“We sincerely regret Ms. Perish’s experience, but her situation highlighted gaps in our service provision for deaf and hard-of-hearing patients and has helped us to make our service better,” said Maria Hitateguy, manager of Allina Interpreter Services. “We are committed to providing the best service to deaf and hard-of-hearing patients and feel that overall we had been delivering a high level service, but we have made improvements in timeliness of response, increased internal staffing and improved agency contracting requirements.”

In the settlement negotiated with the Department of Human Rights, Abbott Northwestern acknowledges no wrongdoing but agrees to a wide range of provisions designed to ensure adequate services for the deaf and hard-of-hearing. As part of the agreement, Abbott Northwestern will:

Provide qualified (by NAD or RID, see above) sign language interpreters to deaf or hard-of-hearing patients and their companions;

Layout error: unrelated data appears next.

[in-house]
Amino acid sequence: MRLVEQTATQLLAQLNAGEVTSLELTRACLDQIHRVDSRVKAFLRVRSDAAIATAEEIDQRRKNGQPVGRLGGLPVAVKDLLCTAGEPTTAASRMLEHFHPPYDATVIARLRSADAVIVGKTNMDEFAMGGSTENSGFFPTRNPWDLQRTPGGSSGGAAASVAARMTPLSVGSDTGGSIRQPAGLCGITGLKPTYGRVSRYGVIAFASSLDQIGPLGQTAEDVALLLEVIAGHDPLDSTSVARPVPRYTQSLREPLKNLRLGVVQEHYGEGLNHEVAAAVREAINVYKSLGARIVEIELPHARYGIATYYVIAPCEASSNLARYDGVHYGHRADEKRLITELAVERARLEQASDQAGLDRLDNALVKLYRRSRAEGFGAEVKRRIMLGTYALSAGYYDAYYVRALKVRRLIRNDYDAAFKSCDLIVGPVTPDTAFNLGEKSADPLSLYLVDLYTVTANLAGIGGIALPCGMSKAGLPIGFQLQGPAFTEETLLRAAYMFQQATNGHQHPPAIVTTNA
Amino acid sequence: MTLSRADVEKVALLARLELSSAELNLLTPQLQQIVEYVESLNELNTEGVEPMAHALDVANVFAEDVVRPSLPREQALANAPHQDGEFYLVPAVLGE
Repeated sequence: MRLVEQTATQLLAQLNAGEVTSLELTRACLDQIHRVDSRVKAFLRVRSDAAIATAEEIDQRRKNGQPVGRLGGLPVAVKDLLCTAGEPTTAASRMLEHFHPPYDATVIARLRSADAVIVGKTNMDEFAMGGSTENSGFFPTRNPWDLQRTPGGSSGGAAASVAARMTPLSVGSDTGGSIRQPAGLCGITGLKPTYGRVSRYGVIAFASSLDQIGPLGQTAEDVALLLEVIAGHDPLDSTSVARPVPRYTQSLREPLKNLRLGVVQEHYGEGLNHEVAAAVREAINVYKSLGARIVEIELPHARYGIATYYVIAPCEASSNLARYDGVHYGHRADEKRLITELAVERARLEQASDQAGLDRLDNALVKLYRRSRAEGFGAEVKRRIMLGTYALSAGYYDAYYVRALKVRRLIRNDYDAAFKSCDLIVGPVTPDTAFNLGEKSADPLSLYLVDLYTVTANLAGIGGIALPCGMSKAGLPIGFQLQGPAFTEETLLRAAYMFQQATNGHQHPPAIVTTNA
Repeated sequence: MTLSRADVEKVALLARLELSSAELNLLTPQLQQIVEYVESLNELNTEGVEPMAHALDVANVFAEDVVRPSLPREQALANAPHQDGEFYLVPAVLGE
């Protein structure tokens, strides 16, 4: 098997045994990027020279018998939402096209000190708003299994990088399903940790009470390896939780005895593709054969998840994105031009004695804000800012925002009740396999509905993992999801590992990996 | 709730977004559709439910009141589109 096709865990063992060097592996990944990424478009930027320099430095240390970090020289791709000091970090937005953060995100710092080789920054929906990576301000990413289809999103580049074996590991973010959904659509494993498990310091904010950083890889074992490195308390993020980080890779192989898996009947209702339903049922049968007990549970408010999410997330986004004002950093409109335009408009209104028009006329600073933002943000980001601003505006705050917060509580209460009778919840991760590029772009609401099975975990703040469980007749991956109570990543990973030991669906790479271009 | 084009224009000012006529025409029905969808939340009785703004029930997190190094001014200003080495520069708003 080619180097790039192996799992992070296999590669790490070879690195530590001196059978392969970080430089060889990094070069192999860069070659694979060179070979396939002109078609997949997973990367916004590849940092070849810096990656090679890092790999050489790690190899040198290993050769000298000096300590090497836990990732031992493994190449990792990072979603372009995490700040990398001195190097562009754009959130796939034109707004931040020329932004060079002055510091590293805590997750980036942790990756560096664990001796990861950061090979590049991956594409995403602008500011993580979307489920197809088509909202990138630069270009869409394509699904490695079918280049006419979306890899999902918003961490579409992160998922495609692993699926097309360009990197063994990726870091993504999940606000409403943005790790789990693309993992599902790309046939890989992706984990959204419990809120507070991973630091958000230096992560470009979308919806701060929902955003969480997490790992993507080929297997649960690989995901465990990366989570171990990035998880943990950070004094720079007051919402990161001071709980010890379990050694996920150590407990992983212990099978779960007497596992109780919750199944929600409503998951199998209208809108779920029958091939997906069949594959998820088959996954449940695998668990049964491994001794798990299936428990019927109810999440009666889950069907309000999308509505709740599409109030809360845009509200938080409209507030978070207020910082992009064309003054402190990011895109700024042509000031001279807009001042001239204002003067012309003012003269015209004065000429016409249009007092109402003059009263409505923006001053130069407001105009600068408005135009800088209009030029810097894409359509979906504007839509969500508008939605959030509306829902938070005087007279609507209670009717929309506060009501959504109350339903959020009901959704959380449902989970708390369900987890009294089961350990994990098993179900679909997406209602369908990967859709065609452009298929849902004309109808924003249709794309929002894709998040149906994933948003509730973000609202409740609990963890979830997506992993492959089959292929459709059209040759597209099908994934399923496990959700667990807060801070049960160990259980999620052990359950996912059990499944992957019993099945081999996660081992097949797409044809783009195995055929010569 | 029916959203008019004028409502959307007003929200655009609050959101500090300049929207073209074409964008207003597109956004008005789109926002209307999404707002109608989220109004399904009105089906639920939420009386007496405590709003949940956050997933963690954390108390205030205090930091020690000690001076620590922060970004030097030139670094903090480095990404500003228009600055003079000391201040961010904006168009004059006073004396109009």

Employ at least one qualified staff interpreter working during regular business hours;
Employ at least three qualified on-call interpreters who will be paid to carry pagers and to respond to requests for interpreters outside of regular business hours;
Maintain a response time of one hour or less in at least 80 percent of nonscheduled interpreter requests, and two hours or less in 100 percent of such requests;
Provide training for hospital personnel in policies for providing effective communication with deaf and hard-of-hearing persons; and
Make all information concerning patients’ rights available in formats that will communicate the information to deaf and hard-of-hearing persons.